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(IMAGE: new_angie (5229_0)) A special welcome to readers of Dollhouse Miniatures. Here is the 'difficult' version of the leeks shown in the March issue and is definitely not for the faint hearted! For those who want to know more about the basic techniques they are all described in my book 'Making Miniature food'
(IMAGE: leeks1_1132_5) To make a shaded strip, first put together three triangles of Fimo. One white, one spring green and one leaf green. Those familiar with the 'Skinner shade' technique might be surprised by the third colour. This is because a shade from dark green through white produces a rather strange and unrealistic light green in the middle.
(IMAGE: leeks2_1132_6) The 'shade' is produced by folding and rolling always in the same direction. Fold in half and roll preferably through a pasta maker although with patience a rolling pin will do.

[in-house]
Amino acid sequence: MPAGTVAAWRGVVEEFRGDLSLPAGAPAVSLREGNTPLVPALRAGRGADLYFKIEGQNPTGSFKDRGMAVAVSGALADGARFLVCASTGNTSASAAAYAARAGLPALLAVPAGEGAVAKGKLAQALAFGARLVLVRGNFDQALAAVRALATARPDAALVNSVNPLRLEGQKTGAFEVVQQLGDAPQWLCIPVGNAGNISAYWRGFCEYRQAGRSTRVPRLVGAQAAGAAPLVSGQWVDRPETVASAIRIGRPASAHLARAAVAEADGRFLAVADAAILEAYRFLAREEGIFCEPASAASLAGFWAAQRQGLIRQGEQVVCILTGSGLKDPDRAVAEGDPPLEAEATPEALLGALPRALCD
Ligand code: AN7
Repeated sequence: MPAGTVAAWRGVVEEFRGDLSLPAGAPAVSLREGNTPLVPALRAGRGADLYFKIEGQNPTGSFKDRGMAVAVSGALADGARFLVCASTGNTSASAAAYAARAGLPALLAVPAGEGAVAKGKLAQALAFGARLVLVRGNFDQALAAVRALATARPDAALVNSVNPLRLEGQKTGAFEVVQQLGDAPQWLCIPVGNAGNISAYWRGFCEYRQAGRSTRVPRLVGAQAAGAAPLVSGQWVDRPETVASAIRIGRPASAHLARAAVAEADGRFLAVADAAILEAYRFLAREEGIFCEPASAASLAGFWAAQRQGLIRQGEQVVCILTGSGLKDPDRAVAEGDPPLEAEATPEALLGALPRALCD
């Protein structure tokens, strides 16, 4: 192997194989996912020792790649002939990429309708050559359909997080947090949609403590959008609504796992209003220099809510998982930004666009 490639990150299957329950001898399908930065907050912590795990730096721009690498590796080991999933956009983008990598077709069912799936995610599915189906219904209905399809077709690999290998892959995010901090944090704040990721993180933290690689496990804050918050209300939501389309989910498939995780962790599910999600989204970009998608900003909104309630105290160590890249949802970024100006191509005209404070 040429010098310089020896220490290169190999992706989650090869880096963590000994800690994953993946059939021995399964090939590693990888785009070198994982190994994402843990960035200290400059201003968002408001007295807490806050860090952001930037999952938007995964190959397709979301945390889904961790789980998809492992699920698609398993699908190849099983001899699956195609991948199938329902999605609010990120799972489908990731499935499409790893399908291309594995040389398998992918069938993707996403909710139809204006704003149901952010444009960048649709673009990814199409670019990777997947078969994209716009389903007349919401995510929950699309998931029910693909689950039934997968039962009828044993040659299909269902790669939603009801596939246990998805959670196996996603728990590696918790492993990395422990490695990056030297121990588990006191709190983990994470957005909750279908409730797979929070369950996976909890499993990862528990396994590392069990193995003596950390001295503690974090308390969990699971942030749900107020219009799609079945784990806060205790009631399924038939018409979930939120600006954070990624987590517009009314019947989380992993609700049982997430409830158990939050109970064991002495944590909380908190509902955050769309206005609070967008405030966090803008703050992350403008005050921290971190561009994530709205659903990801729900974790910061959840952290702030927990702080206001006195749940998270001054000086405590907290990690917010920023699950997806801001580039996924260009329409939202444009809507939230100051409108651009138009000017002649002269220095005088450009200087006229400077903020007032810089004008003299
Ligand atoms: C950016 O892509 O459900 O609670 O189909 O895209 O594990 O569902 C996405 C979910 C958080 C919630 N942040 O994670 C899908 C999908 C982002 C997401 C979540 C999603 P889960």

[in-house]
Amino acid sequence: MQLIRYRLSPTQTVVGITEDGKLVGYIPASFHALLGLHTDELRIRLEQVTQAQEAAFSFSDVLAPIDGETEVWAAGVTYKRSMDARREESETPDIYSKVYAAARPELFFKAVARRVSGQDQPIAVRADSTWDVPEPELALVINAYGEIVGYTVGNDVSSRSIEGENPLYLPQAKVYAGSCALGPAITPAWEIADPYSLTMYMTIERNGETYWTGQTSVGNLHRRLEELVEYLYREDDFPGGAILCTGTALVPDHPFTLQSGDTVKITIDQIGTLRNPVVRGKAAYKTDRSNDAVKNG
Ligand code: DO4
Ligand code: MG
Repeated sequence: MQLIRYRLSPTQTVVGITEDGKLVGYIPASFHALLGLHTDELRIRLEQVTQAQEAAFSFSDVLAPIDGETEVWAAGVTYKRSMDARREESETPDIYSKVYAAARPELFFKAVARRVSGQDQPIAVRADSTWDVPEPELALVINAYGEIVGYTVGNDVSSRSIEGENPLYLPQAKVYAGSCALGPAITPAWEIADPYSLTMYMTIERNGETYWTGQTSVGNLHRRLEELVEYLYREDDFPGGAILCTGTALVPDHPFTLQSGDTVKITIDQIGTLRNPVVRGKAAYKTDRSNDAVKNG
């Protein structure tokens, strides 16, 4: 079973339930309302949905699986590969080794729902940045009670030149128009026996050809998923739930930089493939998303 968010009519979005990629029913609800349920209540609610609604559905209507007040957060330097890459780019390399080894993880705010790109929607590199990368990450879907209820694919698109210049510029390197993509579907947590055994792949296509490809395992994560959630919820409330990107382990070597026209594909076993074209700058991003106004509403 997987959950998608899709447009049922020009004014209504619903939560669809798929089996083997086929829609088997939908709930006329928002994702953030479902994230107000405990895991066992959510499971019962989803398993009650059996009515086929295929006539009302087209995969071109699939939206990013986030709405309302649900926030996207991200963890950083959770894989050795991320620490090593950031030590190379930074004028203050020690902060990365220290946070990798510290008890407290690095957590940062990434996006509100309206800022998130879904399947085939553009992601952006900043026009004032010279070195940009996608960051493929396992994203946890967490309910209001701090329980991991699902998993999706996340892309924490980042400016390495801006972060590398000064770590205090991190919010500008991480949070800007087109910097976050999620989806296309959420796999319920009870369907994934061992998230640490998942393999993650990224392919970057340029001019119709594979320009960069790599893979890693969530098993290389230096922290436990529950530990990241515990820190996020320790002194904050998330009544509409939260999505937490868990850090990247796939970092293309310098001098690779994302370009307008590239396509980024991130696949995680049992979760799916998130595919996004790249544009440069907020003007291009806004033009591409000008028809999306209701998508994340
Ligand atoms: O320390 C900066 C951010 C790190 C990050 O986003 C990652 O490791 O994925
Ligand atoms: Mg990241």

(IMAGE: leeks4_1132_7) Continue rolling and folding until you have achieved a gradual shade throughout.
(IMAGE: leeks6_1132_8) Fold again and carefully squeeze and press the resulting piece to narrow it. You will then pass it through the pasta maker (or roll out)again to produce a very long thin strip.
(IMAGE: leeks9_1132_9) Stack up these pieces, deliberately misaligning each alternate piece.
(IMAGE: leeks14_1132_0) As you can see this produces a combination of shading and stripes. Just like a real leek!
(IMAGE: leeks17_1132_1) You'll need to add a little extra white to the bottom and green to the top.
(IMAGE: leeks19_1132_2) Squeeze and lengthen the strip until you can cut it into slices, with a single sided blade, thin enough to produce individual leaves. You can cut slightly thicker pieces for the centre.
(IMAGE: leeks23_1132_3) Roll a centre and cut into the top to simulate individual leaves. Add single pieces to the outside. Two should be enough but you could use four or more.
(IMAGE: leeks24_1132_4) Tap the bottom of the leek on a piece of very coarse sandpaper. You could dip in brown powder to simulate mud on the ends.Leeks come in all sizes so even in twelfth scale (1" scale) you can get away with a wide variety of sizes from 'weedy' to 'prize winner'!
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All Content (c) Angie Scarr and Frank Fisher 1997-present